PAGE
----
The Three Norths
A compass is an amazing piece of kit… when you know how to use it! Whatever you’re doing outdoors hiking up a mountain or navigating on an adventure race, you need to make sure that you have a compass for hiking. Reading a compass properly not only keeps you on the right track but could, ultimately, save your life.
At Tri Adventure, we know how important navigating and compass reading is to plotting routes and finding your way round the track. So, to make things a little easier for you, we’ve created a three-part series to compass reading, so you know your Magnetic North from Grid North, and can take your adventure racing to the next level.
The compass needle always points to Magnetic North. What is Magnetic North? Why are there three Norths, and what are the differences? It can get a little confusing, so let’s keep it simple.
The first is TRUE NORTH – this is a fixed point where the geographical North Pole is located, and where the Earth’s Longitude Lines meet. Its reference isn’t used when navigating with a map but it’s still useful to know.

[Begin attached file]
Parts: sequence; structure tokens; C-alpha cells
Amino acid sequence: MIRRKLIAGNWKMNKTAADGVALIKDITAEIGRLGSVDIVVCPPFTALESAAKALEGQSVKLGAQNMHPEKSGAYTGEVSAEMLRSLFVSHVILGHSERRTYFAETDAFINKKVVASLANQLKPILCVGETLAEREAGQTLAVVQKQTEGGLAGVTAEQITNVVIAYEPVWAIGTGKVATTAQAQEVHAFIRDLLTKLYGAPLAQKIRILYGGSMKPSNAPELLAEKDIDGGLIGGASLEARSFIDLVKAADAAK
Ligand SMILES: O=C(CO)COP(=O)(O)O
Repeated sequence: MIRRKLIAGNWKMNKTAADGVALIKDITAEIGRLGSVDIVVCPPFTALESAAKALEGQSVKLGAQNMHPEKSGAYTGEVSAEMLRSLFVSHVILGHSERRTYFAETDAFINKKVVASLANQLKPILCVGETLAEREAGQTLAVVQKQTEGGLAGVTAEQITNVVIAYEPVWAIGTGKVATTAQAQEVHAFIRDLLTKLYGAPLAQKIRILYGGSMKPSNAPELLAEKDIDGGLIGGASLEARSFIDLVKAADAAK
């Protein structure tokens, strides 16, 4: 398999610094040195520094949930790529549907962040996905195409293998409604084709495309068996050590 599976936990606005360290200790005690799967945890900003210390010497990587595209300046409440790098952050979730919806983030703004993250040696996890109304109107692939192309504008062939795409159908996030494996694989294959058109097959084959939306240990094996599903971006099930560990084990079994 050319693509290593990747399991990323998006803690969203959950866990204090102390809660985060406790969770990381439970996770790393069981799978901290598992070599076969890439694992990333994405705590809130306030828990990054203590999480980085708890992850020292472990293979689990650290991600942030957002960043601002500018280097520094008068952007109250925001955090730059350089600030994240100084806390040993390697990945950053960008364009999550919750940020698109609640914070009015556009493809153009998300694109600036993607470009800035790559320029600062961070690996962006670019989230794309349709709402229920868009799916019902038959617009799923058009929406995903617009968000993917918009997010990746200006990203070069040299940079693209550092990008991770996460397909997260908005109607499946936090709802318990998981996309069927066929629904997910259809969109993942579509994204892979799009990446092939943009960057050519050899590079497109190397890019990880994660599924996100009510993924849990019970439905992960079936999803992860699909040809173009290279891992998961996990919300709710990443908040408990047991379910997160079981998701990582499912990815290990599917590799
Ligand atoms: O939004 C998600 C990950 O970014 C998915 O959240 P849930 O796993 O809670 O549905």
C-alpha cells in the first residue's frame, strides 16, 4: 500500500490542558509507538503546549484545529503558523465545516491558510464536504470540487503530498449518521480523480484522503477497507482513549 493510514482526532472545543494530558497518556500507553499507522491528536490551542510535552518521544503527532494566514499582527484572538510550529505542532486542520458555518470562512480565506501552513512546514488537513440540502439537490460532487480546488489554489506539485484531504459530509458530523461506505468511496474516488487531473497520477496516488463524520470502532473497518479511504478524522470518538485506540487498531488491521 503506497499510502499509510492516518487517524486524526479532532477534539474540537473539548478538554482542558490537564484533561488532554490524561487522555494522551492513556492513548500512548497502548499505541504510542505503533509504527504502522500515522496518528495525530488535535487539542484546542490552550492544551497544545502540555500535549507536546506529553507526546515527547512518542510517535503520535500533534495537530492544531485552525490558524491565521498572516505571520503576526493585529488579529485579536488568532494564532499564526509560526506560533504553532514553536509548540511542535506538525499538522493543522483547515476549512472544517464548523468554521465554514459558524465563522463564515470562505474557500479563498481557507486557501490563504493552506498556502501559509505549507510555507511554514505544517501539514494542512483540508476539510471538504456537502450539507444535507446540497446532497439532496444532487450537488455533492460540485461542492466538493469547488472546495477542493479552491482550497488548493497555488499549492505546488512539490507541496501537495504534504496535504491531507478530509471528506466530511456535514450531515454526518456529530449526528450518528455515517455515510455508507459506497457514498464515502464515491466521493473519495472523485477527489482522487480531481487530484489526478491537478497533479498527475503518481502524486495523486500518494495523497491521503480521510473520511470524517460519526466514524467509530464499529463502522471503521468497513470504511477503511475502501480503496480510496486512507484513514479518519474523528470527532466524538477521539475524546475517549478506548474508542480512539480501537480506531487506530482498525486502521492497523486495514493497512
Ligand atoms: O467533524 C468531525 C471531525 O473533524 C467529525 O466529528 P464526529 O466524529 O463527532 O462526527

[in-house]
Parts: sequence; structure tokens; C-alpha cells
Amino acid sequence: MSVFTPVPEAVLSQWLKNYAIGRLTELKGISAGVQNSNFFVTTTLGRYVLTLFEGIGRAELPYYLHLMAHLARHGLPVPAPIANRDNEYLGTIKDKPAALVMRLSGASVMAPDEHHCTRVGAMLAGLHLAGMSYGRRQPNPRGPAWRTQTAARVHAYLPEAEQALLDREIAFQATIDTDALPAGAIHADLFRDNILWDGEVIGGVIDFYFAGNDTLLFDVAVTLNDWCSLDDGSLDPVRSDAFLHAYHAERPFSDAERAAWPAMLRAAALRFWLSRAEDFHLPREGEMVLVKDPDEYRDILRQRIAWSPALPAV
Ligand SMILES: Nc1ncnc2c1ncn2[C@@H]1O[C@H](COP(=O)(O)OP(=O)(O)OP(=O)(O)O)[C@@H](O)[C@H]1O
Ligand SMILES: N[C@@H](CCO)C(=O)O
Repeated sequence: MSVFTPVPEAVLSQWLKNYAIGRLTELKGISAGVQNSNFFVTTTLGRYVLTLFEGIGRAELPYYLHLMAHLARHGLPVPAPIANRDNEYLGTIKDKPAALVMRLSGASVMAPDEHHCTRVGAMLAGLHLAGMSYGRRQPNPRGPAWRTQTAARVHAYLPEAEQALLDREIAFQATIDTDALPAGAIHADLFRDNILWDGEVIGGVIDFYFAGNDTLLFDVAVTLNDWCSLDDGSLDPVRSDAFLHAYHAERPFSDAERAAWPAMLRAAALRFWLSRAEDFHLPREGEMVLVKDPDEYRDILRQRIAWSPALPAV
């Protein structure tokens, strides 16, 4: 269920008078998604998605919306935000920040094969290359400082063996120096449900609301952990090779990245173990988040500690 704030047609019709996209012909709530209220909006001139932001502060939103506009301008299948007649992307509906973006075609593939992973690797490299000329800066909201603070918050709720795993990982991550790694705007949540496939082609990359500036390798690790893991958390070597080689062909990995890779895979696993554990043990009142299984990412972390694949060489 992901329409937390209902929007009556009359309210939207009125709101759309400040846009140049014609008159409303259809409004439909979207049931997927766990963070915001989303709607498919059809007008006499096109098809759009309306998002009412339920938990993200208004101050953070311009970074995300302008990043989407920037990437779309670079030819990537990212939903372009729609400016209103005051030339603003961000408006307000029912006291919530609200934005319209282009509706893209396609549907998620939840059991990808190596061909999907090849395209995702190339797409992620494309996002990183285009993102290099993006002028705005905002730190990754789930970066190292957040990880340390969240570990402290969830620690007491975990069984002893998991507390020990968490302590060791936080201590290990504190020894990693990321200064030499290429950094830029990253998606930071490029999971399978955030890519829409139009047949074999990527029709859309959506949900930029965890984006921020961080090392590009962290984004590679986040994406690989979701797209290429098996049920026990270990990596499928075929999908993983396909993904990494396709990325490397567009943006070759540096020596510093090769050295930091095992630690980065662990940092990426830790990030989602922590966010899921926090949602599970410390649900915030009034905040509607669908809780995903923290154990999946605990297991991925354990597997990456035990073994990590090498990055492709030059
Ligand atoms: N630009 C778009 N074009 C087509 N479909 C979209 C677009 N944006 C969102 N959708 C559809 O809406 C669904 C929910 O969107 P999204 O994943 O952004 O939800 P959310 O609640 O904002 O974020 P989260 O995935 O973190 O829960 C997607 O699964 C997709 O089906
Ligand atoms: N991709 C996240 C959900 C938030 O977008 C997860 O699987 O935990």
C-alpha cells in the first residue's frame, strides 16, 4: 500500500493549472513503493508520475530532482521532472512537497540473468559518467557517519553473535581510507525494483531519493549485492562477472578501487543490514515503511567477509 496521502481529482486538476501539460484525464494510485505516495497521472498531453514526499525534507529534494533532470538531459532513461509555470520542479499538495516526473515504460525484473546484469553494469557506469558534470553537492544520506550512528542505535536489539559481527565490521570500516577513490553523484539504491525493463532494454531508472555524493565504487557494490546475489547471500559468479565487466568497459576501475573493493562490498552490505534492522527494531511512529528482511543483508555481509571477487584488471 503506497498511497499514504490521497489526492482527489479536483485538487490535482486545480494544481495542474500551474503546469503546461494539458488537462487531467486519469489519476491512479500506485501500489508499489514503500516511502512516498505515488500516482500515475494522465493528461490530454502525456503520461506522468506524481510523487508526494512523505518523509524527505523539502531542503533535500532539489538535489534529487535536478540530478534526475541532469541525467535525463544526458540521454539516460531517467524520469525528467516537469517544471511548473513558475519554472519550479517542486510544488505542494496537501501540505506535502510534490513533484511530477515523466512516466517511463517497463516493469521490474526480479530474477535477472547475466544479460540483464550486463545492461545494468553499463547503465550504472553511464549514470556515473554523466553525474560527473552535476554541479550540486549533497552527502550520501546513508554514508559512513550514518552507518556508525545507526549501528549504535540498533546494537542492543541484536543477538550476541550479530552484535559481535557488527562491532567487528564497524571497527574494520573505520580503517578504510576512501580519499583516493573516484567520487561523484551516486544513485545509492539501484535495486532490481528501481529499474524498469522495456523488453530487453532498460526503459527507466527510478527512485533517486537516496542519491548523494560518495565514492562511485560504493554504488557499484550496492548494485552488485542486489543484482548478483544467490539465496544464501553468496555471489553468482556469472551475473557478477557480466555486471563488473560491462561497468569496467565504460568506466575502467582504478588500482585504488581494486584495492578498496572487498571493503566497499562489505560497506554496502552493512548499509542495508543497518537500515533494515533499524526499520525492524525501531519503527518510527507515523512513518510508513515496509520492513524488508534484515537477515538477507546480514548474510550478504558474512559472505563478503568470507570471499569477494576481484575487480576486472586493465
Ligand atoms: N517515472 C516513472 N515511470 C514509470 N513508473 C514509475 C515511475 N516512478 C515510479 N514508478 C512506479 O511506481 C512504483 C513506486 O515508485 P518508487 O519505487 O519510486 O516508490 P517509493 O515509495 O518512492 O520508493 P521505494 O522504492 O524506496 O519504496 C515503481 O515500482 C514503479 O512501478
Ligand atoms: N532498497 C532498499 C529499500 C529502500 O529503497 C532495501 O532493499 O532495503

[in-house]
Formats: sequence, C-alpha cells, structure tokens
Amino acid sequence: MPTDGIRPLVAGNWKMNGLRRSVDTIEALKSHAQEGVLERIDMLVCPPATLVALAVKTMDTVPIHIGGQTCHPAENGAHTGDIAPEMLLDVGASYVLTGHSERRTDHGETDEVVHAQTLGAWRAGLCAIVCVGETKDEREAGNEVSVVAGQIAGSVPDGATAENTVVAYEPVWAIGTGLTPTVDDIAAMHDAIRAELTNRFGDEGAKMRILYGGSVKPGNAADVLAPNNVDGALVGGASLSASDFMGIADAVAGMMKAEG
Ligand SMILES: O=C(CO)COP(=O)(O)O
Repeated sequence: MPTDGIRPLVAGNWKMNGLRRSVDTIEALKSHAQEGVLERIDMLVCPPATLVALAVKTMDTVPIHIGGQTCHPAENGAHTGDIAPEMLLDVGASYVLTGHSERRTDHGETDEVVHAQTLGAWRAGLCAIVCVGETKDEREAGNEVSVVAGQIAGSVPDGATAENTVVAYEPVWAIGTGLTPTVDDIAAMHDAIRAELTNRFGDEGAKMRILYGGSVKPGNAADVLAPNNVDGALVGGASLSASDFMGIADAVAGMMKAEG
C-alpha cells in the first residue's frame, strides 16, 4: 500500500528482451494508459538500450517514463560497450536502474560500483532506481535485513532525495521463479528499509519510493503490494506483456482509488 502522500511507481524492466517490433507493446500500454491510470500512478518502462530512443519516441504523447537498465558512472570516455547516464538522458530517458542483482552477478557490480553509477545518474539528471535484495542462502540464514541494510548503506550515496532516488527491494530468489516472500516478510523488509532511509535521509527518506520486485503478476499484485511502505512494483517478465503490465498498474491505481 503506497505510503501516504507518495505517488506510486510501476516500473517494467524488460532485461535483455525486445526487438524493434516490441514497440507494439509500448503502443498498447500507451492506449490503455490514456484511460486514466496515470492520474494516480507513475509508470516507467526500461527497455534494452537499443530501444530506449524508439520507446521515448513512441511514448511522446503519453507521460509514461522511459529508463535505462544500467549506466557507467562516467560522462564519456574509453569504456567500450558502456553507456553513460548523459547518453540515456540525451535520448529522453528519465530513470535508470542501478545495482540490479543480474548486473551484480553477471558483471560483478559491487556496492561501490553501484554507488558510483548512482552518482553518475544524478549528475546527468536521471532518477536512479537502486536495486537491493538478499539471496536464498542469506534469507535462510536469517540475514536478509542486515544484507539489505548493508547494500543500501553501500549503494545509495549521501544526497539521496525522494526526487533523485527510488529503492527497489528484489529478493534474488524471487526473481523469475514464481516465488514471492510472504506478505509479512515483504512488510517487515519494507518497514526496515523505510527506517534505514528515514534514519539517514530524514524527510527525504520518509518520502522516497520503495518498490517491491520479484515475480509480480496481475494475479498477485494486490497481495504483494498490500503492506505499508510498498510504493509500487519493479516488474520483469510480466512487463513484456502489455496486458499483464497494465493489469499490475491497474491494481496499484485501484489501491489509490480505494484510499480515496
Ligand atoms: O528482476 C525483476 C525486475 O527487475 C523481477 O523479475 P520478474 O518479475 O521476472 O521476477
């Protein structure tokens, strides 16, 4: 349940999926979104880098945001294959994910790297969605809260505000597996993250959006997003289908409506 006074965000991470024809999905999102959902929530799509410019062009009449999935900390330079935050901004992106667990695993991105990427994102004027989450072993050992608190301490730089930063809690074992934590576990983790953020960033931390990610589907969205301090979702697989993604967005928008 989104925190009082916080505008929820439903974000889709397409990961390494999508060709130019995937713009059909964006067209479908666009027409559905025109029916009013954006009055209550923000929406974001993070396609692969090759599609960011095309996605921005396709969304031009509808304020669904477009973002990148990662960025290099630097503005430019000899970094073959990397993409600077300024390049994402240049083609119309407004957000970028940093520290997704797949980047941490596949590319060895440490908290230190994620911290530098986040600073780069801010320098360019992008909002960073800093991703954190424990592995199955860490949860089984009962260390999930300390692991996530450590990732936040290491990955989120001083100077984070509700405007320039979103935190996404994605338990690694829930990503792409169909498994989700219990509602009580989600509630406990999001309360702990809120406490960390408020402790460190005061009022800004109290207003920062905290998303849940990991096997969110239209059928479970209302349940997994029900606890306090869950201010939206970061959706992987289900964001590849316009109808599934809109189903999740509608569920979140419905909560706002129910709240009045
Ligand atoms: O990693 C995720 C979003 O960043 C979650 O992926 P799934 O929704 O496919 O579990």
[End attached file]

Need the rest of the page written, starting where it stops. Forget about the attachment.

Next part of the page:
The second one is GRID NORTH. This is not a fixed point; it’s essentially the top of your map towards which the North-South grid lines run in parallel to one another. Where each line ends at the top of the map is where GRID NORTH is. GRID NORTH was created by laying a rectangular grid over the whole of the UK. This is where Grid Referencing comes from.
The third and final north is MAGNETIC NORTH. This is a moving point, influenced by the movement of the Earth’s liquid magma (the stuff which comes out of volcanoes). The compass needle points to MAGNETIC NORTH, and it is governed by the magnetic field of the earth.
Pick up any navigation map and the key will indicate the variation between Magnetic North and Grid North in the area you want to travel.
If you use the needle of a compass in conjunction with the Grid North of a map to identify your intended direction of travel, you can’t go far wrong.